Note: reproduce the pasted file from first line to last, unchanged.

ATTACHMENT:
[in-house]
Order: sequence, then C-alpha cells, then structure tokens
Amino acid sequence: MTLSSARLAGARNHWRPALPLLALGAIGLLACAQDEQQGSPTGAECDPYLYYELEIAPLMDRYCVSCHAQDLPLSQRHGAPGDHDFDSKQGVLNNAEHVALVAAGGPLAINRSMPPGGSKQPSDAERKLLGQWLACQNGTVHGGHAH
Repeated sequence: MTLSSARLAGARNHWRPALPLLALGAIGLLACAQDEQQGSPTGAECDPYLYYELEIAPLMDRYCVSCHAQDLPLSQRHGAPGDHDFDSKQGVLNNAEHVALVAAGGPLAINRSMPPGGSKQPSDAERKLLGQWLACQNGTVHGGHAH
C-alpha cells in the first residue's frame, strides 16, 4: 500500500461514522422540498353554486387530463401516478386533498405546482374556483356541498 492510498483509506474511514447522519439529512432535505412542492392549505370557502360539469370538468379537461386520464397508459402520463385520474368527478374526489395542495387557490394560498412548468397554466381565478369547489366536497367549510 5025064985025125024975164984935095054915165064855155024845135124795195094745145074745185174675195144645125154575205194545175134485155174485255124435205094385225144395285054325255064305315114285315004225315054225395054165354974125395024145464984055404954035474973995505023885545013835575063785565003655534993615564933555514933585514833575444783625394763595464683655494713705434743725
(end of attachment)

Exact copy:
[in-house]
Order: sequence, then C-alpha cells, then structure tokens
Amino acid sequence: MTLSSARLAGARNHWRPALPLLALGAIGLLACAQDEQQGSPTGAECDPYLYYELEIAPLMDRYCVSCHAQDLPLSQRHGAPGDHDFDSKQGVLNNAEHVALVAAGGPLAINRSMPPGGSKQPSDAERKLLGQWLACQNGTVHGGHAH
Repeated sequence: MTLSSARLAGARNHWRPALPLLALGAIGLLACAQDEQQGSPTGAECDPYLYYELEIAPLMDRYCVSCHAQDLPLSQRHGAPGDHDFDSKQGVLNNAEHVALVAAGGPLAINRSMPPGGSKQPSDAERKLLGQWLACQNGTVHGGHAH
C-alpha cells in the first residue's frame, strides 16, 4: 500500500461514522422540498353554486387530463401516478386533498405546482374556483356541498 492510498483509506474511514447522519439529512432535505412542492392549505370557502360539469370538468379537461386520464397508459402520463385520474368527478374526489395542495387557490394560498412548468397554466381565478369547489366536497367549510 5025064985025125024975164984935095054915165064855155024845135124795195094745145074745185174675195144645125154575205194545175134485155174485255124435205094385225144395285054325255064305315114285315004225315054225395054165354974125395024145464984055404954035474973995505023885545013835575063785565003655534993615564933555514933585514833575444783625394763595464683655494713705434743725